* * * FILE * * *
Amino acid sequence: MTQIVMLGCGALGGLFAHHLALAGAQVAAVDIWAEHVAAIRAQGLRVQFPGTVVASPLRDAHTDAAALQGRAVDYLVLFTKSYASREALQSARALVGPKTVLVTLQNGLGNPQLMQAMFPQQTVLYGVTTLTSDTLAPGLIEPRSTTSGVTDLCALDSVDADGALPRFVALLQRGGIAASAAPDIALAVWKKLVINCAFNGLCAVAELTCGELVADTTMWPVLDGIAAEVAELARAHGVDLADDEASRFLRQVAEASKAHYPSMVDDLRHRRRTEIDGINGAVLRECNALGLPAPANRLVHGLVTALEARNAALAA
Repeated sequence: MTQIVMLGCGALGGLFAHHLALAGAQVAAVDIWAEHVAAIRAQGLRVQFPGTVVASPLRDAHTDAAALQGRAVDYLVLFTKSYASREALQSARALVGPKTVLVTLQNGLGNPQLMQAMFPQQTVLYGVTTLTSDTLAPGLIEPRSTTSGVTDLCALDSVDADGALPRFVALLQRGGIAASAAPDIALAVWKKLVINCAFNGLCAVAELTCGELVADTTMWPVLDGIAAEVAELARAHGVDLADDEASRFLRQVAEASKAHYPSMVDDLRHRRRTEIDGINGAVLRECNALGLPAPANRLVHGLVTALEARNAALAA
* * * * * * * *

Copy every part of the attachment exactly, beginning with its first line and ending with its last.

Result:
Amino acid sequence: MTQIVMLGCGALGGLFAHHLALAGAQVAAVDIWAEHVAAIRAQGLRVQFPGTVVASPLRDAHTDAAALQGRAVDYLVLFTKSYASREALQSARALVGPKTVLVTLQNGLGNPQLMQAMFPQQTVLYGVTTLTSDTLAPGLIEPRSTTSGVTDLCALDSVDADGALPRFVALLQRGGIAASAAPDIALAVWKKLVINCAFNGLCAVAELTCGELVADTTMWPVLDGIAAEVAELARAHGVDLADDEASRFLRQVAEASKAHYPSMVDDLRHRRRTEIDGINGAVLRECNALGLPAPANRLVHGLVTALEARNAALAA
Repeated sequence: MTQIVMLGCGALGGLFAHHLALAGAQVAAVDIWAEHVAAIRAQGLRVQFPGTVVASPLRDAHTDAAALQGRAVDYLVLFTKSYASREALQSARALVGPKTVLVTLQNGLGNPQLMQAMFPQQTVLYGVTTLTSDTLAPGLIEPRSTTSGVTDLCALDSVDADGALPRFVALLQRGGIAASAAPDIALAVWKKLVINCAFNGLCAVAELTCGELVADTTMWPVLDGIAAEVAELARAHGVDLADDEASRFLRQVAEASKAHYPSMVDDLRHRRRTEIDGINGAVLRECNALGLPAPANRLVHGLVTALEARNAALAA